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    AIReF English

    “Our mission is to guarantee effective compliance of the financial sustainability principle by the General Goverment”

    AIReF estimates that GDP will grow by 6.6% in 2021 and the public deficit will fall to 7.6% of GDP

    Imagen Informe Presupuestos Iniciales 2


    • The Independent Authority for Fiscal Responsibility (AIReF) worsens its growth estimate for this year as a result of the severity of the health crisis and the revision of the impact of the Recovery Plan


    • It improves its public deficit forecast by just over 0.3 percentage points as a result of the contrasting effects of the new macroeconomic scenario, the latest measures to combat the pandemic and the most recent information


    • The expected improvement in the balance is unevenly distributed among the different General Government sub-sectors: the balance of the Central Government worsens, while that of the Autonomous Regions and Local Governments improves


    • AIReF estimates that the debt will stand at 118.7% of GDP in 2021 and warns of the risks of dependence on borrowing conditions and of an ageing population


    • AIReF maintains its recommendation to design a realistic and credible medium-term fiscal strategy that guarantees the sustainability of the
      General Government


    The Independent Authority for Fiscal Responsibility (AIReF) today published on its website the Report on the Initial Budgets of the General Government for 2021, in which it updates its macroeconomic and fiscal estimates. AIReF estimates that GDP will grow by 6.6% in 2021 and the public deficit will fall to 7.6% of GDP, slightly over 0.3 points less than the estimate contained in the Report published last November.

    In the Report, AIReF notes that, more than one year after it began, the pandemic continues to shape the economic situation and the public accounts, and a high degree of uncertainty remains as to how it will evolve in the future. However, the institution states that the progress made in vaccines suggests that the health crisis will be resolved in 2021. Uncertainty also remains about the implementation of the Recovery, Transformation and Resilience Plan (RTRP), both in terms of the details of its implementation and the ability to deploy its effects in 2021.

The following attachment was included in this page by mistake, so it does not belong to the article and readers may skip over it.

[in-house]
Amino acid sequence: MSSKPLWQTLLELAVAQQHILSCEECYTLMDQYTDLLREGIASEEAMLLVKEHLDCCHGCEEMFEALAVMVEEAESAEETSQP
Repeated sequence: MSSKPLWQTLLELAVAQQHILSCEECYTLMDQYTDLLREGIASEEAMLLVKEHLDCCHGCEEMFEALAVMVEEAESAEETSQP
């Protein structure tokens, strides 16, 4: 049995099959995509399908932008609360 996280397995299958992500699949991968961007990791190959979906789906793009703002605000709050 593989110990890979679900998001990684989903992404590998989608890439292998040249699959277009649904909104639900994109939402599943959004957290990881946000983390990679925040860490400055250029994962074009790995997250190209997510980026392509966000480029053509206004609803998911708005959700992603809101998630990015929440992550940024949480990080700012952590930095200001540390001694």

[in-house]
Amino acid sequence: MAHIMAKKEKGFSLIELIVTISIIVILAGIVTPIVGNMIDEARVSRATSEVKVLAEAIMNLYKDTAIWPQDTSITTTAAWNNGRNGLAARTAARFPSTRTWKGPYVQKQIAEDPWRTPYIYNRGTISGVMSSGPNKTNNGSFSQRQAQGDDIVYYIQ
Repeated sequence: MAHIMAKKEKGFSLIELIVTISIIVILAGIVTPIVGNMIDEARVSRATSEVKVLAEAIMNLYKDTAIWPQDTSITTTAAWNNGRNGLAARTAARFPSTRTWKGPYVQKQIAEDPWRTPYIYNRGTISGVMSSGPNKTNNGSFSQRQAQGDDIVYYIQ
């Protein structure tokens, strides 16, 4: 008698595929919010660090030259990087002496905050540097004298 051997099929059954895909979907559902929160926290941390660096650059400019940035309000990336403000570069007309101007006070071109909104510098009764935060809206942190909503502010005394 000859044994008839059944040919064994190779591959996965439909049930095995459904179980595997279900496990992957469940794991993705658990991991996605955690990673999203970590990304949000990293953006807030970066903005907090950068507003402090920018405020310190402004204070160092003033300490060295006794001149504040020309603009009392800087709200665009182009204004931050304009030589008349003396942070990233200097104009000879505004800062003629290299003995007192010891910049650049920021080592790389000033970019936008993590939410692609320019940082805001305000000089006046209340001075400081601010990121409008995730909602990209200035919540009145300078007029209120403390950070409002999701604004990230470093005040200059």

AIReF’s new macroeconomic scenario entails a downward revision of expected growth for 2021 to 6.6%, down from the 8.2% in the central scenario prepared in the autumn of 2020. This revision is mainly the result of two factors: the continued severity of the health crisis and the revision of the macroeconomic impact of the RTRP, which will take longer to implement than initially expected.

    Specifically, AIReF notes that the latest information reveals that the recovery was cut short in the last quarter of 2020 and it indicates that the available information suggests a contraction in GDP in the first quarter of 2021. For its part, the macroeconomic impact of the RTRP this year is lowered from 2.7 points of GDP to 1.6 points in the absence of knowledge about specific projects.

    As regards the Budget, AIReF estimates a General Government deficit of 7.6% of GDP in 2021 in its central scenario, thus lowering its forecast by just over 0.3 points compared with the November report. The revision is explained by the new macroeconomic scenario, which entails a one-point worsening of the deficit; the new government measures to alleviate the effects of the pandemic, which together with the changes in the processing of the Budgets imply a worsening of one additional point; and the incorporation of new budgetary information, which offsets the other two factors with a reduction of the deficit by 2.3 points compared with the previous report. Finally, AIReF continues to assume a neutral effect of implementation of the RTRP on the deficit in 2021.